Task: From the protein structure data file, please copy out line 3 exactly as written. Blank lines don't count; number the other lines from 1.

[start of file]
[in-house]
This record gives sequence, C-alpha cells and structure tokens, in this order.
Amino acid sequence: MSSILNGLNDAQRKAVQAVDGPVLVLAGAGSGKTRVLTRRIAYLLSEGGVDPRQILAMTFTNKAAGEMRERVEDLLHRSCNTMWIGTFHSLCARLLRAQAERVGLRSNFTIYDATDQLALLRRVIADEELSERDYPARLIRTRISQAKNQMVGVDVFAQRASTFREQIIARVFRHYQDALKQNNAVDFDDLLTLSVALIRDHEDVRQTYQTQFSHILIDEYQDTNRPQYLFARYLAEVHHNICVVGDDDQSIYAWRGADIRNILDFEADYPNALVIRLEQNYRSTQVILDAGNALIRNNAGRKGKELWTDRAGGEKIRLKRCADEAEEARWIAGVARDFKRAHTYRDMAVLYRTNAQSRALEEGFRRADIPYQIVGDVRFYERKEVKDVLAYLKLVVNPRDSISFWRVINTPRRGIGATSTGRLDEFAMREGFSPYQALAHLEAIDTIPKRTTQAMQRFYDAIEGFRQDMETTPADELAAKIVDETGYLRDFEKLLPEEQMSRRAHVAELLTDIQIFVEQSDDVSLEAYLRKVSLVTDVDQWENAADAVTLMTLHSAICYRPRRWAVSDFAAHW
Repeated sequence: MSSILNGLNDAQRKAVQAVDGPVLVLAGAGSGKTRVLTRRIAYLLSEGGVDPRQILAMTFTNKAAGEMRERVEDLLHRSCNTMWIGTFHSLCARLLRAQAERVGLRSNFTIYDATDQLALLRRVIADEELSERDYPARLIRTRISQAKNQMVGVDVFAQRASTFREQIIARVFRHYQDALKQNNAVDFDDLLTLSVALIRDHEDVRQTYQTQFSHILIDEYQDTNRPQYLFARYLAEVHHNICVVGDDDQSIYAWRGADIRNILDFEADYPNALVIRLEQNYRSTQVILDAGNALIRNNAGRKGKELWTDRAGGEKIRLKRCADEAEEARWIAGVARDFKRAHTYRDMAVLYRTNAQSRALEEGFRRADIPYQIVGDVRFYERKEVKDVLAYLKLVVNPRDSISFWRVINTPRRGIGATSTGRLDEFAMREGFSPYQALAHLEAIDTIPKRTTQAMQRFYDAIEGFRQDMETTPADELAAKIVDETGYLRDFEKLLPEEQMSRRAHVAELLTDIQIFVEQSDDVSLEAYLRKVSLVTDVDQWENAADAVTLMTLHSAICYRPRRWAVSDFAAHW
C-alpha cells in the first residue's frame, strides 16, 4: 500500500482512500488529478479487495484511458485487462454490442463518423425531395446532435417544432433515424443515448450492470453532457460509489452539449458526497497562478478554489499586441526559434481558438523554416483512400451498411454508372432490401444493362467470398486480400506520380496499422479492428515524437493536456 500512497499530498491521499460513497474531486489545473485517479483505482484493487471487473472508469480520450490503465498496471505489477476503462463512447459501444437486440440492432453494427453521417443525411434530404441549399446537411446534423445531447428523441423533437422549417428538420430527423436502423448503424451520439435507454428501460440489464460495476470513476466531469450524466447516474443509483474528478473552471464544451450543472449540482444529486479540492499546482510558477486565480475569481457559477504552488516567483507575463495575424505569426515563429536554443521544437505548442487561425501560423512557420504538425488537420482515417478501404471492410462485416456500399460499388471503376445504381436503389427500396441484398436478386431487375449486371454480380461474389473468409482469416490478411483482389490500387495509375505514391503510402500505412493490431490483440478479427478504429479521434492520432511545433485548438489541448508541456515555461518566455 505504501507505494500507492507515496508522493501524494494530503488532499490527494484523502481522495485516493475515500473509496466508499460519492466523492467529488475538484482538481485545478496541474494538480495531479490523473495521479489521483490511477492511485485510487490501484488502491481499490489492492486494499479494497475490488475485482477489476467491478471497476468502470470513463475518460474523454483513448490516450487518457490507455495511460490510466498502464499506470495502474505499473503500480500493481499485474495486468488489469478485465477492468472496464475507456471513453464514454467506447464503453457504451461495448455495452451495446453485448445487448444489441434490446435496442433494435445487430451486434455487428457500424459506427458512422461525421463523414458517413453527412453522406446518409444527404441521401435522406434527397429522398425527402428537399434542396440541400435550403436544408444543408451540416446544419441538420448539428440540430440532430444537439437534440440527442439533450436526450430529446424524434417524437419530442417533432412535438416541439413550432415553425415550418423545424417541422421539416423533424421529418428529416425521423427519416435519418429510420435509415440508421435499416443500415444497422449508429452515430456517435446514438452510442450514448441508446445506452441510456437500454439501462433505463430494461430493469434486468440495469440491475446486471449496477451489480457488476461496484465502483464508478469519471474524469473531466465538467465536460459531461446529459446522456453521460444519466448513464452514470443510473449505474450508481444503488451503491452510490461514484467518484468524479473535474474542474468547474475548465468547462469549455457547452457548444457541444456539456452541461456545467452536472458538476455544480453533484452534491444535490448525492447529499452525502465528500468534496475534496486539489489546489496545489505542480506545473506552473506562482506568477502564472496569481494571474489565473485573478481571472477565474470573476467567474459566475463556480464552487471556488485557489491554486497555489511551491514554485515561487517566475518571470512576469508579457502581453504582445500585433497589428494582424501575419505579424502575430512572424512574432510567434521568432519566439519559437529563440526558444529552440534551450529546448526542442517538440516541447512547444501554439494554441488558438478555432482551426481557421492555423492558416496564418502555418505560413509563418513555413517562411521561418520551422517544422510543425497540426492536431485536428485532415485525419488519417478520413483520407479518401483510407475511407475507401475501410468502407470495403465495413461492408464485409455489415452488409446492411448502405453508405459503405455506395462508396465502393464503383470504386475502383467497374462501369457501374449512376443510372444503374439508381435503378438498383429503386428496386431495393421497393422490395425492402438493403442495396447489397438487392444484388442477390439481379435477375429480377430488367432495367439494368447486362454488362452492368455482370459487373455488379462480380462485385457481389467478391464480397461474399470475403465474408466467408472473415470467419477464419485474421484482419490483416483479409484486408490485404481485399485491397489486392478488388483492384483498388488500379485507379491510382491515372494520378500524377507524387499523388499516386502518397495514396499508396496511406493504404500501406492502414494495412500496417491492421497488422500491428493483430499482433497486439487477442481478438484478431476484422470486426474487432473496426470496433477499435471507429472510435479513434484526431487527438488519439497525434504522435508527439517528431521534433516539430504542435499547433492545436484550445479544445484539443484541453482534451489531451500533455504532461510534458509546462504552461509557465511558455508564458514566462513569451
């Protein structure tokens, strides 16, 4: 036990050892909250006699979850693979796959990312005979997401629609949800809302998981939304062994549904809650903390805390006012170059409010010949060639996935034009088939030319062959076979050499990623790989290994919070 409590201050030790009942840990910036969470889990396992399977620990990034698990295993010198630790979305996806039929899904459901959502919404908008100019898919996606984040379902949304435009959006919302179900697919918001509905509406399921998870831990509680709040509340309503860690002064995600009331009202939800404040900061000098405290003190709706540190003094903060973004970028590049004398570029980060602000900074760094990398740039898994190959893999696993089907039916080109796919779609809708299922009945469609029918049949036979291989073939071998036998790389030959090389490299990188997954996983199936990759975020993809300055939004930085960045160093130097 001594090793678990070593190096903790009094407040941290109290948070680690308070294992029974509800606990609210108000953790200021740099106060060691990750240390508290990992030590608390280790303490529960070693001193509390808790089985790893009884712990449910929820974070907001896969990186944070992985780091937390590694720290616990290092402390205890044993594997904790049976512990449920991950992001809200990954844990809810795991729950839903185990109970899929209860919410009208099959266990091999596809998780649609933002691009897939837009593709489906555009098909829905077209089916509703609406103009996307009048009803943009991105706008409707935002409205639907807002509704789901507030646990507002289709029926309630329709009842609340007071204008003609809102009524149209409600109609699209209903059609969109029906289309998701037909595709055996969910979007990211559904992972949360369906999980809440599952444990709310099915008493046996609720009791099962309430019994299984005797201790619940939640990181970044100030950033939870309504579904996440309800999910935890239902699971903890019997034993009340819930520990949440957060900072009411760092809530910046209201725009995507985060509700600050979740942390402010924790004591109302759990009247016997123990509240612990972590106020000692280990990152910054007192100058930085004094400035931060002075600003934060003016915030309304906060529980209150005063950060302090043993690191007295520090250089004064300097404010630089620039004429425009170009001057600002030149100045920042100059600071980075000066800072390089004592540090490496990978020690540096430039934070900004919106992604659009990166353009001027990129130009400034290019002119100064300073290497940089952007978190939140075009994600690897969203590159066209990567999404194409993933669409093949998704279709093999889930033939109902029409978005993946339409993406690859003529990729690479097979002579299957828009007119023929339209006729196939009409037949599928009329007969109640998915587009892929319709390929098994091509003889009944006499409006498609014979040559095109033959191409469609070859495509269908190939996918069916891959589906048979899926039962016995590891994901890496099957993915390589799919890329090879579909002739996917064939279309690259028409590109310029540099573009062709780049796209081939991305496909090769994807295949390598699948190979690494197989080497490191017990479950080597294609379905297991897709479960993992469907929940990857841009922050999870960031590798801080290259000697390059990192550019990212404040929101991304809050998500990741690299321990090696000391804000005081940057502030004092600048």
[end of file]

Amino acid sequence: MSSILNGLNDAQRKAVQAVDGPVLVLAGAGSGKTRVLTRRIAYLLSEGGVDPRQILAMTFTNKAAGEMRERVEDLLHRSCNTMWIGTFHSLCARLLRAQAERVGLRSNFTIYDATDQLALLRRVIADEELSERDYPARLIRTRISQAKNQMVGVDVFAQRASTFREQIIARVFRHYQDALKQNNAVDFDDLLTLSVALIRDHEDVRQTYQTQFSHILIDEYQDTNRPQYLFARYLAEVHHNICVVGDDDQSIYAWRGADIRNILDFEADYPNALVIRLEQNYRSTQVILDAGNALIRNNAGRKGKELWTDRAGGEKIRLKRCADEAEEARWIAGVARDFKRAHTYRDMAVLYRTNAQSRALEEGFRRADIPYQIVGDVRFYERKEVKDVLAYLKLVVNPRDSISFWRVINTPRRGIGATSTGRLDEFAMREGFSPYQALAHLEAIDTIPKRTTQAMQRFYDAIEGFRQDMETTPADELAAKIVDETGYLRDFEKLLPEEQMSRRAHVAELLTDIQIFVEQSDDVSLEAYLRKVSLVTDVDQWENAADAVTLMTLHSAICYRPRRWAVSDFAAHW